Tonight's Sleep Predicts Tomorrow's Fatigue: A Daily Diary Study of Long-Term Care Employees with Nonwork Caregiving Roles

Nicole Depasquale, Tori Crain, Orfeu M. Buxton, Steven H. Zarit, David M. Almeida, Rachel Pruchno

Research output: Contribution to journalArticle

Abstract

Background and Objectives: Long-term care employees and employees with nonwork caregiving roles are at high risk for sleep problems and fatigue. Little is known, however, about relationships between sleep and fatigue among long-term care employees who occupy nonwork caregiving roles. This study examined whether longer sleep duration and better sleep quality reduce fatigue occurrence and severity within and between long-term care employees with nonwork caregiving roles, and investigated nonwork caregiving role occupancy as a moderator of these relationships. Research Design and Methods: The sample comprised 166 women working in U.S.-based nursing homes. All women had children aged 9-17 years and some also had nonwork caregiving responsibilities for adult relatives. Sleep (duration and quality) and fatigue (occurrence and severity) were assessed via telephone interviews for eight consecutive evenings. Multilevel modeling was used to examine within-person and between-person associations. Results: At the within-person level, nights characterized by longer-than-usual sleep duration or better-than-usual sleep quality were followed by days with lower odds of reporting fatigue; these same sleep characteristics predicted less severe next-day fatigue. At the between-person level, employees with better average sleep quality, but not longer sleep duration, had lower odds of experiencing fatigue. Relationships between sleep and fatigue were generally similar regardless of nonwork caregiving responsibilities for children or for both children and adults. Discussion and Implications: Findings suggest that tonight's sleep predicts tomorrow's fatigue. Given the serious and wide-ranging consequences of fatigue, sleep constitutes a worthwhile intervention target with potential benefits for employees, care recipients, and organizations.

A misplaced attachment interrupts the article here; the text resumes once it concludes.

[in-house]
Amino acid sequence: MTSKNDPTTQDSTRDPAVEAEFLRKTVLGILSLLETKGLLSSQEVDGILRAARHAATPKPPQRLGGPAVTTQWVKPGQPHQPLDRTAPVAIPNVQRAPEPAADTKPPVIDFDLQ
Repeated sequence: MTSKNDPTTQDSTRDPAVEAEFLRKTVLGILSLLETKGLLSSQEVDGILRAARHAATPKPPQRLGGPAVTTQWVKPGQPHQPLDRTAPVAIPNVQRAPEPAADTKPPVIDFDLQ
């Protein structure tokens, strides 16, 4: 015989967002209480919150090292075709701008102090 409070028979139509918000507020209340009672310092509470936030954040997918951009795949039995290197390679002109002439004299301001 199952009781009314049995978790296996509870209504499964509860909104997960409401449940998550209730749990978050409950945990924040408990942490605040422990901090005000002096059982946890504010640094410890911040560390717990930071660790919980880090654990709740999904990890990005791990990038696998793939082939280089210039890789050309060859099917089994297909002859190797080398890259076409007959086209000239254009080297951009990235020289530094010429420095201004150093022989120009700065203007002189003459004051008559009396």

Original languageEnglish (US)
Pages (from-to)1065-1077
Number of pages13
JournalGerontologist
Volume59
Issue number6
DOIs
StatePublished - Nov 16 2019

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Long-Term Care
Fatigue
Sleep
Working Women
Nursing Homes
Research Design
Organizations
Interviews

All Science Journal Classification (ASJC) codes

  • Gerontology
  • Geriatrics and Gerontology

Cite this

Depasquale, Nicole ; Crain, Tori ; Buxton, Orfeu M. ; Zarit, Steven H. ; Almeida, David M. ; Pruchno, Rachel. / Tonight's Sleep Predicts Tomorrow's Fatigue : A Daily Diary Study of Long-Term Care Employees with Nonwork Caregiving Roles. In: Gerontologist. 2019 ; Vol. 59, No. 6. pp. 1065-1077.
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Tonight's Sleep Predicts Tomorrow's Fatigue : A Daily Diary Study of Long-Term Care Employees with Nonwork Caregiving Roles. / Depasquale, Nicole; Crain, Tori; Buxton, Orfeu M.; Zarit, Steven H.; Almeida, David M.; Pruchno, Rachel.

In: Gerontologist, Vol. 59, No. 6, 16.11.2019, p. 1065-1077.

Research output: Contribution to journalArticle

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